UK arms firm to face US inquiry

US justice department to investigate BAE’s compliance with anti-corruption laws.

Bandar says he did not receive personal payment [AP]
Bandar says he did not receive personal payment [AP]

British media reports have accused BAE of paying $1.99bn over a decade to Bandar bin Sultan, a Saudi prince, in connection with al-Yamamah.


Al-Yamamah dates back to the 1980s and was worth an estimated $86bn.


A BAE company statement said on Tuesday: “BAE Systems has been notified by the US department of justice that it has commenced a formal investigation relating to the company’s compliance with anti-corruption laws including the company’s business concerning the Kingdom of Saudi Arabia.”


A spokesman for Blair said: “We can’t comment on legal proceedings that haven’t started yet, but we will be watching the proceedings with interest.”




Bandar, a former ambassador to the US and secretary-general of the Saudi National Security Council, has denied the sums involved were secret commissions to him, describing this as “a zenith in fabrication”.


His solicitors have said the US accounts at Riggs Bank into which the funds were paid were in the name of the Saudi Arabian ministry of defence and aviation.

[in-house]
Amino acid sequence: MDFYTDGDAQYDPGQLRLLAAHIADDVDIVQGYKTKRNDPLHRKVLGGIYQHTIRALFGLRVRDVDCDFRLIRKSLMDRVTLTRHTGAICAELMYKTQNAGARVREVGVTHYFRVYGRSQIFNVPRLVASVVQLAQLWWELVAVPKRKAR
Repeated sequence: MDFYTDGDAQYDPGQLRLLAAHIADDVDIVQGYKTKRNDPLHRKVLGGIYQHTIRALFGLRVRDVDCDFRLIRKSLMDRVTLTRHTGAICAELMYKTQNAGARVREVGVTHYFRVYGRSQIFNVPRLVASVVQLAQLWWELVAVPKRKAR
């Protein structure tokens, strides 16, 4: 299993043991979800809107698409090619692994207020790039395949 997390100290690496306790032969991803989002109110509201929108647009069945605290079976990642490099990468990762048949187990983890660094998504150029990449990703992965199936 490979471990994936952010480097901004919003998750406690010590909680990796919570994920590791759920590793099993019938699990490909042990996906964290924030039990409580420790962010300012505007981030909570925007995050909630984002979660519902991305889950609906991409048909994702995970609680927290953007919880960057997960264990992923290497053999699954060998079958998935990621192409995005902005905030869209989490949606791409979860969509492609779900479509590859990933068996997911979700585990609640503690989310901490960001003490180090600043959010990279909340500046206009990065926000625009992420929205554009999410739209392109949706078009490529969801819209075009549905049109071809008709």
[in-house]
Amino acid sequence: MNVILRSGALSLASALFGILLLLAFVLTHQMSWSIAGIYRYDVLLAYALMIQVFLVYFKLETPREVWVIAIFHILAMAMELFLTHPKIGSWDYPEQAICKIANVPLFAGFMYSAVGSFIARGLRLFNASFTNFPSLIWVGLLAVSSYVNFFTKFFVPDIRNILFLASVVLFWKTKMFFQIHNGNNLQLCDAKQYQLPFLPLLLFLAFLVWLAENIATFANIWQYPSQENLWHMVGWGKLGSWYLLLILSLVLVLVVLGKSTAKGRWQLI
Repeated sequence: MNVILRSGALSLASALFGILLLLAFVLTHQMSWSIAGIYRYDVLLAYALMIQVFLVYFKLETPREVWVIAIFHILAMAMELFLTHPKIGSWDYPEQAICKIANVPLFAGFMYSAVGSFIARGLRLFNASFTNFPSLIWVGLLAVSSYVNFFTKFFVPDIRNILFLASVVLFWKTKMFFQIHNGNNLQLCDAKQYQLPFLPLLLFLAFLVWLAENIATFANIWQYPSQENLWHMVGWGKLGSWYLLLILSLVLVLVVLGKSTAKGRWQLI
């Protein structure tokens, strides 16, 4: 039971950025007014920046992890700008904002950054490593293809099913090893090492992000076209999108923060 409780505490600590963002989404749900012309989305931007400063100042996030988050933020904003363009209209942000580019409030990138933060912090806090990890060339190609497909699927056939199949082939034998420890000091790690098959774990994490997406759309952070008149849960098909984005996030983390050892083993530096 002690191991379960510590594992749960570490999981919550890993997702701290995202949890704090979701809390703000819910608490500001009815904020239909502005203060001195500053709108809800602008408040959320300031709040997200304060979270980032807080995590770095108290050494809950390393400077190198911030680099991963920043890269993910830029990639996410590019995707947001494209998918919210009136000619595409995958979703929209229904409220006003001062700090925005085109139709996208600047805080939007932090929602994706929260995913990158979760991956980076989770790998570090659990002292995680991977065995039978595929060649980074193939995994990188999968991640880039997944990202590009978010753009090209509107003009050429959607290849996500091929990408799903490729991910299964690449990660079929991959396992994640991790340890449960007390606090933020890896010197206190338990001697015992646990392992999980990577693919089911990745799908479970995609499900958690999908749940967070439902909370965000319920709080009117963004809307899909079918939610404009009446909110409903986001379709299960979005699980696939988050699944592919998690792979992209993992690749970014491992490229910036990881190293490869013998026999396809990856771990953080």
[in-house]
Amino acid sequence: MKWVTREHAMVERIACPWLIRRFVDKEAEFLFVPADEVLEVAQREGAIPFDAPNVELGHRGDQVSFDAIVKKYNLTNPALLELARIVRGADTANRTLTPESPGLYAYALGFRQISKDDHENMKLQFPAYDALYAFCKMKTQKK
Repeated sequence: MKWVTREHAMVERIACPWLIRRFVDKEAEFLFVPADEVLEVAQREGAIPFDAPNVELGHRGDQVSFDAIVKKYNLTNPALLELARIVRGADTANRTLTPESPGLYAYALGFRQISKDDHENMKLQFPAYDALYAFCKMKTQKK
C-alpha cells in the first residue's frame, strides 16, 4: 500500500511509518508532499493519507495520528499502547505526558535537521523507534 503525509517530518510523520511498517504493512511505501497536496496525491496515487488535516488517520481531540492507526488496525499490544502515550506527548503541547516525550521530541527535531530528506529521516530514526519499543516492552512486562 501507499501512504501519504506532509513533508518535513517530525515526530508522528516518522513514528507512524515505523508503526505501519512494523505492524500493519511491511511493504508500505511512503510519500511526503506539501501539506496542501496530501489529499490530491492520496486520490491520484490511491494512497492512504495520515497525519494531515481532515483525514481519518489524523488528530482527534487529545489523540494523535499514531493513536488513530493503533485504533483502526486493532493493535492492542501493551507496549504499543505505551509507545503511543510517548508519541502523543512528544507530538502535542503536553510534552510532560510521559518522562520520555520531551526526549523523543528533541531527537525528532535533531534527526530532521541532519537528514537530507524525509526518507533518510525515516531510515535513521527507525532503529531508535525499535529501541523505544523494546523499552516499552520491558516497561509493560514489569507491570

Any monies paid from them were exclusively for ministry purposes.


BAE has said al-Yamamah was a government-to-government agreement and so all payments were made with the approval of both the Saudi and British governments.


BAE has denied making wrongful payments in its dealings with Saudi Arabia.




In connection with the Armour Holdings takeover, the companies announced last week that the US treasury department had concluded that the takeover did not pose any security dangers.


BAE, which hopes to seal the deal later this year, is waiting for the US justice department to finish its investigation.


BAE’s North American subsidiary proposed the acquisition on May 7 in a bid to tap into heavy demand from the American military for vehicles in Iraq and other war zones.


BAE, under pressure from the media and some politicians, said earlier this month that it had asked a former English law official, Lord Woolf, to lead a review of its business ethics.

Source: News Agencies


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